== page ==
The Tavistock Gender Identity Development Service (GIDS) could be facing legal action from hundreds of distraught families as they have been ordered to wind down and cease operating.
UK law firm, Pogust Goodhead, will be pursuing claims for clinical negligence due to allegations of misdiagnosis of young people presenting at the clinic.
Speaking to Sky News, Tom Goodhead, Global Managing Partner at Pogust Goodhead said: "We believe that there are potentially hundreds of young adults who have been affected by failings in care over the past decade at the Tavistock Centre, and we want to be able to give them a voice in court."
He alleges that "children and young adolescents were rushed into treatment without the appropriate therapy and involvement of the right clinicians, meaning that they were misdiagnosed".
Thousands of children have gone through the clinic, many placed on puberty blockers, without addressing the underlying conditions such as autism, trauma and mental health issues.
Many were not fully aware of the adverse effects of the medication that can cause sterility, lack of sexual function, brain and bone density development issues.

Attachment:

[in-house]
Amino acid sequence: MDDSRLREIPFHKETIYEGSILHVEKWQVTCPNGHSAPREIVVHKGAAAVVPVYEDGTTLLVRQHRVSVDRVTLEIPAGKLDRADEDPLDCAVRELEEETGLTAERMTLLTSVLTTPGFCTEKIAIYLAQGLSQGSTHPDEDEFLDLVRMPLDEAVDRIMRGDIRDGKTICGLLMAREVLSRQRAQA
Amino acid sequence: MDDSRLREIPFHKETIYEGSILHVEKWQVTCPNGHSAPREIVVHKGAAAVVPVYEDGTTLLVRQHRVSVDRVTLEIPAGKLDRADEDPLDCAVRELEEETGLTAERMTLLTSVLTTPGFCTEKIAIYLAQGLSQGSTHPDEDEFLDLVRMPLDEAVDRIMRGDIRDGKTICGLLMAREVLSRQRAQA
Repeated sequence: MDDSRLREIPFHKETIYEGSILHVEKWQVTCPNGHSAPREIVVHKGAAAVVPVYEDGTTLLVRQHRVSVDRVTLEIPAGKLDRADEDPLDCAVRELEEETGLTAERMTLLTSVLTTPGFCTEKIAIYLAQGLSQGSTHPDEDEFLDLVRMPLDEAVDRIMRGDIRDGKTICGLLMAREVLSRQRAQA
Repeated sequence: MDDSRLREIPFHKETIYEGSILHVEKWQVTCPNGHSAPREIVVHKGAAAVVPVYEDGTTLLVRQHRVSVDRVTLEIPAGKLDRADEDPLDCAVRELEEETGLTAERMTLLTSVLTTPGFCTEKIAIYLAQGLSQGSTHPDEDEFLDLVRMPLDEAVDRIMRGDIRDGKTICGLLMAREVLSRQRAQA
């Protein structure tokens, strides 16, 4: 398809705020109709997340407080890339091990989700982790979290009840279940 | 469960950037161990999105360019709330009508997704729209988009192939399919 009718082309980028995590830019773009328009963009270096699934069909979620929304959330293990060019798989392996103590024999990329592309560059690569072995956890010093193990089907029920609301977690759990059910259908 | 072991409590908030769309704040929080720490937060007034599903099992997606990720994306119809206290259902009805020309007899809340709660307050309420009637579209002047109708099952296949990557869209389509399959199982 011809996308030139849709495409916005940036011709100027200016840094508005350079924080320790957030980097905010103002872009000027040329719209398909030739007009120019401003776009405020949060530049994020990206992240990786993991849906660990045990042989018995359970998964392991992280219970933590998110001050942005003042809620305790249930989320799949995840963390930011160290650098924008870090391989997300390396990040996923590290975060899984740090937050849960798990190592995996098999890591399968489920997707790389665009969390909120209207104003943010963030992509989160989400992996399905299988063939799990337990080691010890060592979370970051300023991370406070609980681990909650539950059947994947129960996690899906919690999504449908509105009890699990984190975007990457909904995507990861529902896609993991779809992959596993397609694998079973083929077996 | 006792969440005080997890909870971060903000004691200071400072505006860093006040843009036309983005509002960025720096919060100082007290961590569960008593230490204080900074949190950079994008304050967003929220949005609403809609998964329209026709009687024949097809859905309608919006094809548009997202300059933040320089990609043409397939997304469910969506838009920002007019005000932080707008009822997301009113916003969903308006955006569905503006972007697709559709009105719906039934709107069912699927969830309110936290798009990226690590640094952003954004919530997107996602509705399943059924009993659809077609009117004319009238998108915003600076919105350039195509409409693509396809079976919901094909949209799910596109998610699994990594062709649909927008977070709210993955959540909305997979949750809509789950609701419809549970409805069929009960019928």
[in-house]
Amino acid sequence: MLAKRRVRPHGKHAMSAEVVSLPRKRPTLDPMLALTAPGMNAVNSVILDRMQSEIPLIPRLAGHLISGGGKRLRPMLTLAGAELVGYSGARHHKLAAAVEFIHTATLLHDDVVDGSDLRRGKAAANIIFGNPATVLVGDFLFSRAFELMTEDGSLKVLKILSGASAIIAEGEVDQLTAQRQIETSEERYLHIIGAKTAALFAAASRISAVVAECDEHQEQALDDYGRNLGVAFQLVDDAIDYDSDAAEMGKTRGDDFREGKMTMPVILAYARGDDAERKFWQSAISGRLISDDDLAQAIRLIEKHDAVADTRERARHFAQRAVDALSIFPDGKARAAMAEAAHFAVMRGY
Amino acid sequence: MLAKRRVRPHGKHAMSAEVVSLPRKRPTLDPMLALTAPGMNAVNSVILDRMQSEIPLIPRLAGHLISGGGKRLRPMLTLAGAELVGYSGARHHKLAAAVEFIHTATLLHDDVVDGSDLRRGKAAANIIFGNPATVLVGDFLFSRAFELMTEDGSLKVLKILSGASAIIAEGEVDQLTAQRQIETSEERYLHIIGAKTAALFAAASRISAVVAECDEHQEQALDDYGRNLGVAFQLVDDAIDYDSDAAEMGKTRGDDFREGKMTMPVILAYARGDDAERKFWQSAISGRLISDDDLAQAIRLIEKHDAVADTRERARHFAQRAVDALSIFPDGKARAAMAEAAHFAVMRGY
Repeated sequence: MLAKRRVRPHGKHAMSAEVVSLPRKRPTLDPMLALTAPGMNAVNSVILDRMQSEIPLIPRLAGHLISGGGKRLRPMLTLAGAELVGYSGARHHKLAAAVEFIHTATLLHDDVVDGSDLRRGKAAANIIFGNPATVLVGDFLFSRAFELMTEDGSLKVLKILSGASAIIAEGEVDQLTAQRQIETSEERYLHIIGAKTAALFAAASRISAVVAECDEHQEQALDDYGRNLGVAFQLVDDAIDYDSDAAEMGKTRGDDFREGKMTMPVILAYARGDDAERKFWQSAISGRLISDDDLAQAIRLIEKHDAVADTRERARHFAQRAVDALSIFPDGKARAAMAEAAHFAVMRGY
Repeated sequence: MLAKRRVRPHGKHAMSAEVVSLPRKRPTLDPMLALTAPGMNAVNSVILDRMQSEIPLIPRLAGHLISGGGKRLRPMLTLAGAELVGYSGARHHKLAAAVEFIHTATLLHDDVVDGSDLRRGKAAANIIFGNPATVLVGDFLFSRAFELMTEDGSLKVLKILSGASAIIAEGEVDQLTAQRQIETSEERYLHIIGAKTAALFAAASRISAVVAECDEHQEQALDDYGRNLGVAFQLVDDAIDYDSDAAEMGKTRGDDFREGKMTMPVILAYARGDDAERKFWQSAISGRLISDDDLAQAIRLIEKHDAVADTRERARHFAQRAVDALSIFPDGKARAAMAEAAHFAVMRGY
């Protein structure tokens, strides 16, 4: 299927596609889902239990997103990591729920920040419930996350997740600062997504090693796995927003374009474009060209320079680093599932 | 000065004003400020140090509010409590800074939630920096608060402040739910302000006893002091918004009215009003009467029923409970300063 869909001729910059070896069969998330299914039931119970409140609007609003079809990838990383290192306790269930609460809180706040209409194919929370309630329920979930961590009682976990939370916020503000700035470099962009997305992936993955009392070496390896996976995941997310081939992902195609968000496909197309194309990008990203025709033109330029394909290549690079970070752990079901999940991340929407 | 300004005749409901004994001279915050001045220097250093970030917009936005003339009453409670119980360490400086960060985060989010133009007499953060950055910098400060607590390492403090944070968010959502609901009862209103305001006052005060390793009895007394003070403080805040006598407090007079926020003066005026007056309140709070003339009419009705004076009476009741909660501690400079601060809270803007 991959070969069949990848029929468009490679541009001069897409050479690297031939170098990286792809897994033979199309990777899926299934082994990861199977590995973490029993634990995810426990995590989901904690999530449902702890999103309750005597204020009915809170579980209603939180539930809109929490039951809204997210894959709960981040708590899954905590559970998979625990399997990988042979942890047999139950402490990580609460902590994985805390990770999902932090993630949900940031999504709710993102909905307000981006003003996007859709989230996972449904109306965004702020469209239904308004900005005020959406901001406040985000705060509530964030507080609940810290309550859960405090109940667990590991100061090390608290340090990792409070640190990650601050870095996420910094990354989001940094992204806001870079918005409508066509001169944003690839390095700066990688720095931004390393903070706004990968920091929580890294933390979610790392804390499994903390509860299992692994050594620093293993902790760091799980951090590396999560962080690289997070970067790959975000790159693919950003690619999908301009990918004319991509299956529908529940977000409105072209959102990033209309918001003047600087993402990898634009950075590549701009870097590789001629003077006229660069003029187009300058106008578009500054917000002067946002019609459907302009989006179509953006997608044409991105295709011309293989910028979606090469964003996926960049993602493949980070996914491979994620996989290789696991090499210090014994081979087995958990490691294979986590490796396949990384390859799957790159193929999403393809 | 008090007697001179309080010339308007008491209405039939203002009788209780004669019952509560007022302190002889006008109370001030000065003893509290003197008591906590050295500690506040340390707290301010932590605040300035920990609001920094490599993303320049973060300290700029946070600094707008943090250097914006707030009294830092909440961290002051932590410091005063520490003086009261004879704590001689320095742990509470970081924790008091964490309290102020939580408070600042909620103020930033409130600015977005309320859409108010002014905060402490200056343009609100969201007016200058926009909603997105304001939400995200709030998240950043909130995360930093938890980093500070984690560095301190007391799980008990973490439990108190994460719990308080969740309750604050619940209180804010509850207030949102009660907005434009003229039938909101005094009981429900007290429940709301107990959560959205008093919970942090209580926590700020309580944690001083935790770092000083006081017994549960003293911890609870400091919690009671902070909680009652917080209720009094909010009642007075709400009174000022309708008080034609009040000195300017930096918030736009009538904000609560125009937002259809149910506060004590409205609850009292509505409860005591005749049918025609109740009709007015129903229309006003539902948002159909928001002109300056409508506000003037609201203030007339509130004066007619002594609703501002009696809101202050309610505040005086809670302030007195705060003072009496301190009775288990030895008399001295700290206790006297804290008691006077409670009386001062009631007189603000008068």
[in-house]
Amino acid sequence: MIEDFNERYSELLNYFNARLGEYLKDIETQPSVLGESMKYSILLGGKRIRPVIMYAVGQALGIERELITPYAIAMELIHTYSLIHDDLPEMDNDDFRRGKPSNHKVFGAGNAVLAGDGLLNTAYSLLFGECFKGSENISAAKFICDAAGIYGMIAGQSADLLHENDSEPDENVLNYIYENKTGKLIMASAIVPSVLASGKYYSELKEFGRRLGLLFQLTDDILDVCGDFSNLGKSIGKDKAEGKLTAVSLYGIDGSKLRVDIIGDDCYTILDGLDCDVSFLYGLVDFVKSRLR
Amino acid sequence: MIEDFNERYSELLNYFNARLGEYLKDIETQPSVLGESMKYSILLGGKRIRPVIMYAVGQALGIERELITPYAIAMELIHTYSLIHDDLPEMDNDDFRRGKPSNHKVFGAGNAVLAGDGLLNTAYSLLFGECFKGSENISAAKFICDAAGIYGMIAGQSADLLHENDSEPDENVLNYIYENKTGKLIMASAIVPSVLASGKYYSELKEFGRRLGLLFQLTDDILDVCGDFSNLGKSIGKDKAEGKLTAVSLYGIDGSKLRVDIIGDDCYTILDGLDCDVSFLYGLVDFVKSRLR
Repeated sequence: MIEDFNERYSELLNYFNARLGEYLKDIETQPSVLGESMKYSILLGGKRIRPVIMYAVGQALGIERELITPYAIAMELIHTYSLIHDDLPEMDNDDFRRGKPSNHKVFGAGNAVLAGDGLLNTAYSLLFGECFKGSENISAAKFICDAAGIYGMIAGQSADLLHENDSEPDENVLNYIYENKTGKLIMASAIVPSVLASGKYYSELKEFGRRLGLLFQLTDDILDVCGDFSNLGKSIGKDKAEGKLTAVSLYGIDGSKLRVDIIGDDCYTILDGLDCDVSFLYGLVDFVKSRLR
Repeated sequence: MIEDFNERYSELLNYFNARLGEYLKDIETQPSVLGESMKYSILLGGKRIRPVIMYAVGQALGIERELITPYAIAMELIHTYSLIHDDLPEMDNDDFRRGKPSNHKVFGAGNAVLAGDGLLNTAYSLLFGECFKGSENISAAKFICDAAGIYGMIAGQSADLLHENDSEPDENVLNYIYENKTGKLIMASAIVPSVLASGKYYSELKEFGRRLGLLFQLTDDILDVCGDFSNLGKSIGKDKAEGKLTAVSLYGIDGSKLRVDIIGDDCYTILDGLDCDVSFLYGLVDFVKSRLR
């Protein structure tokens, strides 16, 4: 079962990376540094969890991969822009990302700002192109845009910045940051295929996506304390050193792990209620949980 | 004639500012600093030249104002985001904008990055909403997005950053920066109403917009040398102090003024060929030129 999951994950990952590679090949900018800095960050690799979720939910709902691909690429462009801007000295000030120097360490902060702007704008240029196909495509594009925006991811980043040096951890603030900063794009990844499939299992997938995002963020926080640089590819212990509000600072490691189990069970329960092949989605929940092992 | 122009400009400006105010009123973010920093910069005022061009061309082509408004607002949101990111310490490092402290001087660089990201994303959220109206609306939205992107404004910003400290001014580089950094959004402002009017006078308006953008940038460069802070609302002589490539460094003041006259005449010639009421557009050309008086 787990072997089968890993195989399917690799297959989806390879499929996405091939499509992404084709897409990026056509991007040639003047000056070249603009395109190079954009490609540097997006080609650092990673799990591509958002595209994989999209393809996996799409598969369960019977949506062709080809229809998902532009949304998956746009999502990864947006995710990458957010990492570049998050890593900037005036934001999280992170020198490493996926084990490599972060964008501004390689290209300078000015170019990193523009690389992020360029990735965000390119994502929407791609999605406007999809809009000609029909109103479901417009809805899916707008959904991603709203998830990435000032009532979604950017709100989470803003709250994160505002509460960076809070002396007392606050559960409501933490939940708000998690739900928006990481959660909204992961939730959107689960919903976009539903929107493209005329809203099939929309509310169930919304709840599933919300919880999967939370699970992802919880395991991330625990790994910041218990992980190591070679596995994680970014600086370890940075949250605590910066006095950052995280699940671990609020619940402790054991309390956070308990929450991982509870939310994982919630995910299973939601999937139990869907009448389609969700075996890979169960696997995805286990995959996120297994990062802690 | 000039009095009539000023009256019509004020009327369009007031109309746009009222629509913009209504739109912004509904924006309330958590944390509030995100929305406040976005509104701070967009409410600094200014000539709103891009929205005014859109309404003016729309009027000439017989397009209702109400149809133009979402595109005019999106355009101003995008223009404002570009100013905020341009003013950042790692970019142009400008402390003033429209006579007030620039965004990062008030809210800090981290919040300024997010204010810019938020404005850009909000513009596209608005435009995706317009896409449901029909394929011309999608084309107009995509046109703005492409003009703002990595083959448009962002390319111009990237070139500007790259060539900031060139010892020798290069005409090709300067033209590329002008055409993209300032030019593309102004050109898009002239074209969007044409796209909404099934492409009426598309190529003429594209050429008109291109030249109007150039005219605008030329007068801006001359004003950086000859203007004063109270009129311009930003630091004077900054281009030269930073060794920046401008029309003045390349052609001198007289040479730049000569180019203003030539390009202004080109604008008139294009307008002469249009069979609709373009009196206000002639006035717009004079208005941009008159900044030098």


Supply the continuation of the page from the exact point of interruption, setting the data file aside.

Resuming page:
Keira Bell, who has since de-transitioned, won her case in the High Court for being placed on medical treatments without thorough exploration of her underlying conditions. It is predicted that hundreds more will file complaints against the clinic.
The new group claim seeks to unite people who may have been "started on a treatment pathway that was not right for them", according to Mr Goodhead, appealing for anyone who may have been affected to come forward.
Binary spokeswoman, Kirralie Smith, said Australian gender clinics should take note.
“Placing children on a medicalised pathway that has irreversible effects is negligent and unwarranted,” she said.
“Minors are not capable of consenting to such dramatic measures. The watchful waiting approach is far more responsible and effective.
“Up to 80 per cent of all gender confused children accept their biological sex once they have gone through puberty if they were allowed to do so without blockers or cross-sex hormones.
“It is essential that all children get quality and extensive psychiatric support to explore the underlying issues prior to embarking on a medicalised pathway if necessary.”